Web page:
Psy 270 Week 4: Assignment: Depression Paper

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Depression Paper

Mark Miles

Psy/270
4/3/2011
Ratonya Bennett

Depression Paper

Unipolar and Bipolar Disorder
Many people go through a normal day and have their emotions fluctuate due to some sort of stimuli. It is quite normal for people to feel emotions like depression or elation because of certain situations or circumstances. It is when moods like depression or mania that affect people for a longer than normal period of time or when they constantly fluctuate between depression and mania that one may suffer from something called a mood disorder. Depression is a state of overwhelming sadness and a person’s outlook on general life is dark and foreboding as if nothing is right or will ever be right. Normally people can suffer from just depression which is called unipolar depression. Other people, however, suffer from mania as well. One moment or day they feel the effects of depression the next they feel as if they have loads of energy and are in a constant state of energized motion or activity. People who suffer the effects of both depression and mania have something called bipolar disorder. Unipolar Depression Symptoms

The symptoms of unipolar depression span five different aspects of human functioning these are: emotional, motivational, behavioral, cognitive, and physical. Emotional symptoms of depression leave people feeling overwhelmingly sad this may also be accompanied by thoughts of worthlessness, misery, and that they are empty or void of other emotions. People will often lose any pleasure gained from their normal activities and life and they may also lose their sense of humor. Depression can also sometimes be accompanied by anxiety, anger, and agitation (Comer, R. J. 2010). The fact that people with depression lose interest in their usual daily activities is one motivational symptom. Other motivational symptoms include a lack of drive and initiative (Comer, R. J. 2010). Many feel that they have to force themselves to do the things they do everyday like eat a meal or even talk to their friends and many others feel as if they just want to “lie in bed and not do anything at all”. Many people lose the very will to live and contemplate or even attempt suicide. An estimated 6 to 15 percent of people with severe depression commit suicide (Comer, R. J. 2010). Symptoms pointing to depression on a behavioral level include being less active and less productive (Comer, R. J. 2010). Many depression sufferers often sleep long hours and feel as if it is not worth getting out of bed. They may also speak and move more slowly than others do and more spend more time alone. Another sign of depression is the cognitive symptoms where people will often have very negative views about themselves, the world, and the people around them. This is called pessimism. On top of that they hold themselves in the lowest regard thinking that they can never get anywhere in life and that everything wrong that happens is always their fault even if it has nothing to do with them. People with depression will often expect the worst of any situation and are likely to procrastinate because they feel that it is not worth doing anything anyways. They may also have bouts of confusion, are unable to remember things, become easily distracted, and are unable to solve the simplest of problems (Comer, R. J. 2010).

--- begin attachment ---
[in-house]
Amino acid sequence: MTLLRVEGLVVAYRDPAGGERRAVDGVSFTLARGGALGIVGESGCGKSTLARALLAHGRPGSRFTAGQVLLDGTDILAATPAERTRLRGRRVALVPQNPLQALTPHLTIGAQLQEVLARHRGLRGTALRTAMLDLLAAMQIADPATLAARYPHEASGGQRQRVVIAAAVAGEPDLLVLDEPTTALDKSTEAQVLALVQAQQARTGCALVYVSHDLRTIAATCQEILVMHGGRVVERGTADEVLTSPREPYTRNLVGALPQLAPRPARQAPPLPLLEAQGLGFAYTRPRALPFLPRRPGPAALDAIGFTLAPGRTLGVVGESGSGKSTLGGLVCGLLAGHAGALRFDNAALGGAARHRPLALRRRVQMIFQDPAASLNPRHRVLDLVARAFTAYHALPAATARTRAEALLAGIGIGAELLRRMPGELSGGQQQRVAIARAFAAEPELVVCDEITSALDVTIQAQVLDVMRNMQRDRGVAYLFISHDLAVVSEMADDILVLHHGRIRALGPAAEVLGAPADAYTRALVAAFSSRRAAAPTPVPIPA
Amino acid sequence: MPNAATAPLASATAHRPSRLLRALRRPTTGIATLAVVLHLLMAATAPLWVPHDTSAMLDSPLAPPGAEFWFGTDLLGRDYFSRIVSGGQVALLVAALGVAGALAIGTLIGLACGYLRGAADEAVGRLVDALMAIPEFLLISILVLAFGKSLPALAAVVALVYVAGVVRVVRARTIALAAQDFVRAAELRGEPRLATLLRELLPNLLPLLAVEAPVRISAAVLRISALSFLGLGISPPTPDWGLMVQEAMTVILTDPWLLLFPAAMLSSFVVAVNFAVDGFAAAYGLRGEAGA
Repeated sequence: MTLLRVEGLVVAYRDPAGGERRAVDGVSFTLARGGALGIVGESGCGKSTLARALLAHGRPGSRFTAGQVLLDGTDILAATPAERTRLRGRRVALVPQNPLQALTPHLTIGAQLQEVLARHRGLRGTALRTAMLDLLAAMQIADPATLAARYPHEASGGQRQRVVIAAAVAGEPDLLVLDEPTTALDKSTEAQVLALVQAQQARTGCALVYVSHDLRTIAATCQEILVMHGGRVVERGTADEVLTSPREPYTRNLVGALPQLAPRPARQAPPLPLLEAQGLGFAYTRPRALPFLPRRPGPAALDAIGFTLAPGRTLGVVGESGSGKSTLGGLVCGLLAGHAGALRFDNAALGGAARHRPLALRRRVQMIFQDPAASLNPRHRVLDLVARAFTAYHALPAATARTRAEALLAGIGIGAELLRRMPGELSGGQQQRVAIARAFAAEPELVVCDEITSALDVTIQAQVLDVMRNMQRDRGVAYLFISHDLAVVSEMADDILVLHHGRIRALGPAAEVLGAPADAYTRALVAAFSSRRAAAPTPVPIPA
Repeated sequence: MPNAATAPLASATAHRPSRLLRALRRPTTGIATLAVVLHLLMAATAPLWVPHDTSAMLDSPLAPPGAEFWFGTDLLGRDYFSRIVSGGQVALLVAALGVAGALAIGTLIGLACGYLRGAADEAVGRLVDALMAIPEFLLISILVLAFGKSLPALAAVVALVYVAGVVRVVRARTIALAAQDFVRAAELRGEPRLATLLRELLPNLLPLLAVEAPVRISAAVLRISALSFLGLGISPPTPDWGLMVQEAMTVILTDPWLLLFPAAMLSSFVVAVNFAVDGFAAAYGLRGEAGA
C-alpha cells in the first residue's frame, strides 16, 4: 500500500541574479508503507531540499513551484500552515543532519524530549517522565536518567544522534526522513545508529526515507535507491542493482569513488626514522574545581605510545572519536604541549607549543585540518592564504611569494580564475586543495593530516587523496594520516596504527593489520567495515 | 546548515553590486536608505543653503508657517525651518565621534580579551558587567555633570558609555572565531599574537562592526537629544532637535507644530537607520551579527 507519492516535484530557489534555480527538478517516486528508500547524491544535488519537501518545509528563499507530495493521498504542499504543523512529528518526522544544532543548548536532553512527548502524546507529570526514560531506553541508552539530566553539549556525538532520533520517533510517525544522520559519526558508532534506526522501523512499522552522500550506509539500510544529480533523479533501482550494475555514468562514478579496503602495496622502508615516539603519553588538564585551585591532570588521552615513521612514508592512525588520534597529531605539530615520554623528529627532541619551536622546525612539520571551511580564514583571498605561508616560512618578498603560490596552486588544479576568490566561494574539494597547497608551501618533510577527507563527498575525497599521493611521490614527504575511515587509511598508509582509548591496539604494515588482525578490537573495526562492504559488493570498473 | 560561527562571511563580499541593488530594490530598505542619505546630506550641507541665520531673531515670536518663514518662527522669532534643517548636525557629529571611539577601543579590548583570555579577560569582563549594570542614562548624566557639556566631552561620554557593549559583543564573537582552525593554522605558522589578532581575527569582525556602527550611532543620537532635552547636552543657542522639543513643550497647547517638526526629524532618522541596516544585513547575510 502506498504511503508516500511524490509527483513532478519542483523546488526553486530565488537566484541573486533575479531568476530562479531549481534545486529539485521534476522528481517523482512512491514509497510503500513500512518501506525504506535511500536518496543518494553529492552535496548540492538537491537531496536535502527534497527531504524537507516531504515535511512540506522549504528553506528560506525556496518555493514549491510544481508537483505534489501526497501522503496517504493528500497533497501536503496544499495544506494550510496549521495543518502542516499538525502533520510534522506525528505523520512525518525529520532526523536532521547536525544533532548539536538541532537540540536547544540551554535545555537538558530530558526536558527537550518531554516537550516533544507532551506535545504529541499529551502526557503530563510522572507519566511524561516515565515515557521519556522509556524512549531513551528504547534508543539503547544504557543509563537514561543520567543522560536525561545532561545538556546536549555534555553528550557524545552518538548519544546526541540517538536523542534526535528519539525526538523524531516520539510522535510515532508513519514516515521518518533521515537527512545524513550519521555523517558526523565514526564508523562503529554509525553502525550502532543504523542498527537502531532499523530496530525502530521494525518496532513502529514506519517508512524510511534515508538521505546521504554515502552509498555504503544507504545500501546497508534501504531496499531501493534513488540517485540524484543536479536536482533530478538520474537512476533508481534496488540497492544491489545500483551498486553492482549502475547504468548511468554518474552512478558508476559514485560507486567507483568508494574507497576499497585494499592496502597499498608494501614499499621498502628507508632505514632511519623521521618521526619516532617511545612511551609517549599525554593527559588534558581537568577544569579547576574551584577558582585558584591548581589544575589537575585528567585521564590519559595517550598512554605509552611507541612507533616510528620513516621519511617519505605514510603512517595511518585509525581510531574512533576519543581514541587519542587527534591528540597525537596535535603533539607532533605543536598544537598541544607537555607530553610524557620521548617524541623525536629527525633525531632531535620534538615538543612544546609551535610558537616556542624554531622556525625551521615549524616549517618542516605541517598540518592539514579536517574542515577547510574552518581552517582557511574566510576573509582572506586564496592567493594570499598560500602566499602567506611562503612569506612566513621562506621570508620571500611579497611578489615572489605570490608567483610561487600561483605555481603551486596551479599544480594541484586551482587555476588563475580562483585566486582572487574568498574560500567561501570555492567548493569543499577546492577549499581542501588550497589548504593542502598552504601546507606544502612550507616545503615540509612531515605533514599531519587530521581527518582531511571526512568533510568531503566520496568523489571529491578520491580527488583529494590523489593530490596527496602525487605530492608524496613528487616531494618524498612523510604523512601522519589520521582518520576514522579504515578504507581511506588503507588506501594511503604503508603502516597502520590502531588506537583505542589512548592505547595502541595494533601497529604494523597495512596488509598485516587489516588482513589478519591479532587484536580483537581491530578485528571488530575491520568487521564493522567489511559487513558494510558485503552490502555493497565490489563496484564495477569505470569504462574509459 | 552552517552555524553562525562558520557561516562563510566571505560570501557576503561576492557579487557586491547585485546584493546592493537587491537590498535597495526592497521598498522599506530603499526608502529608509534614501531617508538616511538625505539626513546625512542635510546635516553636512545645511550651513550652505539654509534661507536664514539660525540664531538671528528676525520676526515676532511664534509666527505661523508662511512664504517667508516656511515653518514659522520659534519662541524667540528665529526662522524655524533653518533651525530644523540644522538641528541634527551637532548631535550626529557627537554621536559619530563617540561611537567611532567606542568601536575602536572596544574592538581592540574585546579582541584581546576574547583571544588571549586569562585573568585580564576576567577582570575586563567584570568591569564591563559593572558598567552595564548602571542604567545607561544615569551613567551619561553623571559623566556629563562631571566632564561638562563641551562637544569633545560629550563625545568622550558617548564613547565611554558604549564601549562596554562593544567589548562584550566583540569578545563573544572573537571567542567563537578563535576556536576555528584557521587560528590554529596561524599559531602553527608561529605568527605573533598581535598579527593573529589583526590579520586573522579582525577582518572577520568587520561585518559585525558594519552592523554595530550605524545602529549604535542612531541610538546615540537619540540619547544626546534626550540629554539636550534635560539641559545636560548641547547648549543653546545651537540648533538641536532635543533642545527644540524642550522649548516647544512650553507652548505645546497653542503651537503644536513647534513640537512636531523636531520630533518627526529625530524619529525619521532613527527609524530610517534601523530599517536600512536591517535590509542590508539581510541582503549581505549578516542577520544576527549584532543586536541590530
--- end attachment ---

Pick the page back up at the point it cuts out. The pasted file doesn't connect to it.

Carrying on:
Physical signs of depression have been marked as suffering from headaches, indigestion, constipation, dizzy spells, and general pain (Comer, R. J. 2010). Differences in appetite and sleep patterns are also common but sometimes encompass both sides of the spectrum from eating and sleeping less to eating and sleeping in an excessive fashion.

Unipolar Depression Causes
When diagnosing unipolar depression one must look at many factors as to what may have caused it and of what type a particular patient is suffering from. Some patients suffer from major depressive episodes (disorder) which are periods that last...
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